The first time I’d ever discussed ethnicity with anyone, it was in the third grade.
I skipped into the classroom, said hi to my friends, and sat down in my desk group. On the front board, my teacher had taped a world map, and above it had written “Where Are You From?” I didn’t quite understand it; weren’t we all from somewhere in America? But I didn’t say anything, I just waited for the class to start.
The teacher walked in and settled us all down and pointed to the map. “Today, we’re going to talk about our ancestors.”
Now, the only ancestors I’d ever heard about were the ones in Mulan that Mushu had to wake up, and they were all dead people who fought a lot. I didn’t think I had any, since no one had ever sent a little dragon to come and help me. But of course she explained, as teachers are supposed to, that our ancestors were our great-great-great-great-great grandparents. She pulled out little pins and started calling on people, asking where their ancestors were from.
I was shocked. It seemed like everyone knew where their family started off. Was this something your parents were supposed to tell you when you turned a certain age? Had mine neglected to do so? Was I supposed to know from birth where my family line was from? My palms started to sweat as she called on people closer and closer to me.
“Shannon?” She asked. Shannon was one of my best friends in my homeroom class. She was short with red hair and was really pretty and one of the nicest people I knew. She taught me how to firework-color, and we frequently held sessions to teach other people how to do it during indoor recess. Shannon looked up at my teacher and said with a smile, “Most of my family is from Ireland.”
Ireland sounded like such a wonderful place to me. I loved Irish accents, or at least the really cheesy ones I’d heard on St. Patrick’s Day. I imagined the whole country was a lush green carpet of tall grass populated by pretty people with red hair. I’d always wanted to try Irish dance, but my parent’s put me in ballet instead. This was my one and only chance.
“Senna, where is your family from?”
Something dawned on me. I did not have red hair. How would anyone believe that I was Irish? My little brain worked quickly. “I’m from two places,” I said. “England and Ireland.”
“You can’t come from two places!” A guy named Dylan who I did not like one bit yelled from across the room. Was it true? Could you really only come from one place? Then really, I was just from America, and so was everyone else.
“Dylan,” my teacher said reproachfully, “almost everyone’s ancestors come from more than one place. It’s great that Senna knows more about her family.”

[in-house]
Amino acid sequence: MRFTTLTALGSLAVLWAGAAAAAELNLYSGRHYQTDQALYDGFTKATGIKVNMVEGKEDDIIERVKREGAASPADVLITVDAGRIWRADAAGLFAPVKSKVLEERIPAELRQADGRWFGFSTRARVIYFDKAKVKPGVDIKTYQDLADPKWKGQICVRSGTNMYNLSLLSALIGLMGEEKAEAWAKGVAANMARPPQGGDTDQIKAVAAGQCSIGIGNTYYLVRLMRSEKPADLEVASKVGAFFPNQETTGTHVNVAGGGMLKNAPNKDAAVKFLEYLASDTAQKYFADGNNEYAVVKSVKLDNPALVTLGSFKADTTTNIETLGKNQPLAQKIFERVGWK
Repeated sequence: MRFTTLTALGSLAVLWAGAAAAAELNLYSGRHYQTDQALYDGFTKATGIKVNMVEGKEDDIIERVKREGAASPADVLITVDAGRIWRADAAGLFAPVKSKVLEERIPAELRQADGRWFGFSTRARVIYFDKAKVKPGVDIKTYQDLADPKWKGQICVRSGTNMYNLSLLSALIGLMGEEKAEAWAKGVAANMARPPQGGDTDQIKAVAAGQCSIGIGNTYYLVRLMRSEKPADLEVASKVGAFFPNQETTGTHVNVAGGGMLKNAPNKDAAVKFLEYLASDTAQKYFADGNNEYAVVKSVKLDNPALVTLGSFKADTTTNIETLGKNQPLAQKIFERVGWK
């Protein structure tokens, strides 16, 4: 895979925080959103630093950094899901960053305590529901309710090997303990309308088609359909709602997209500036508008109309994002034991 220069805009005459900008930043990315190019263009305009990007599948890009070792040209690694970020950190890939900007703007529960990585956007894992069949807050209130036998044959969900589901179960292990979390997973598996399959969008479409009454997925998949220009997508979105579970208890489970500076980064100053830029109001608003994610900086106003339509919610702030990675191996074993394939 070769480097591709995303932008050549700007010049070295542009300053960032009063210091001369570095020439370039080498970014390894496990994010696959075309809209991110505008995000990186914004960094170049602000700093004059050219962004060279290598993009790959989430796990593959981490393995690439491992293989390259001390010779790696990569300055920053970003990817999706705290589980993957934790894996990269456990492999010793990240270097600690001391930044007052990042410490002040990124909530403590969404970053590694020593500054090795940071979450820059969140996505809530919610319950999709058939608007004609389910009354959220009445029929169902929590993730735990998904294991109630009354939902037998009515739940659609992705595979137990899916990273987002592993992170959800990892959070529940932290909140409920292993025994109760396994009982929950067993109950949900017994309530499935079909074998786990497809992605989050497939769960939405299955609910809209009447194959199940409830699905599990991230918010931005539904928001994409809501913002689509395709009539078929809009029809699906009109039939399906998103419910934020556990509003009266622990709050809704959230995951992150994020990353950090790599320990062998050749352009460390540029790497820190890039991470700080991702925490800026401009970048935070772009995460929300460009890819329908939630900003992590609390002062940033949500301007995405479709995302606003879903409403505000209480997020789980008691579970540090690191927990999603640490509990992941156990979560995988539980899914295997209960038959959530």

I went home that day on a mission. I walked home from the bus stop hand-in-hand with my mother. I thought about asking right then and there if I was Irish, but my sister was there too. She couldn’t know. First of all, because If I knew I was Irish, that would mean she’d know she was Irish too. And I was the only one allowed to be Irish. And secondly, because if for some reason I wasn’t Irish, she’d probably tell everyone in my class and make them make fun of me.
So I waited. I waited like a raincloud that waited for the day of a picnic. My sister went up to our room to play on the computer, and I stood in the kitchen while my mother made dinner, and I asked a little loudly,
“Mommy, am I Irish?”
And she turned around and looked down at me, mildly confused. “No,” she said, “I don’t think you’re Irish. Mostly English. And your grandmother comes from a place called Wales.”
I did not care about the place called Whales. Ireland was not named after a silly sea animal. I began to cry.
“Senna? Senna, what’s wrong?”
“I wanna be Irish!” I blubbered. “I wanna be Irish!”
She turned the stove’s heat down and bent down next to me. “Why do you want to be Irish so badly?”
How could she not understand? How could I possibly explain to her why being Irish was so important to me? I cried some more and shouted, “Because! Because I wanna be Irish!” After about fifteen minutes of similar exchanges any myself beginning to hyperventilate from too much crying and not enough proper breathing, finally she sighed, “Okay, Senna. You can be Irish.”
I looked up at her through blurry eyes. “Really?”
“Yes, really. You can be Irish if you want. You can be anything you want, baby.”
And I squealed with delight and ran off to set the table so she would let me help her with cooking.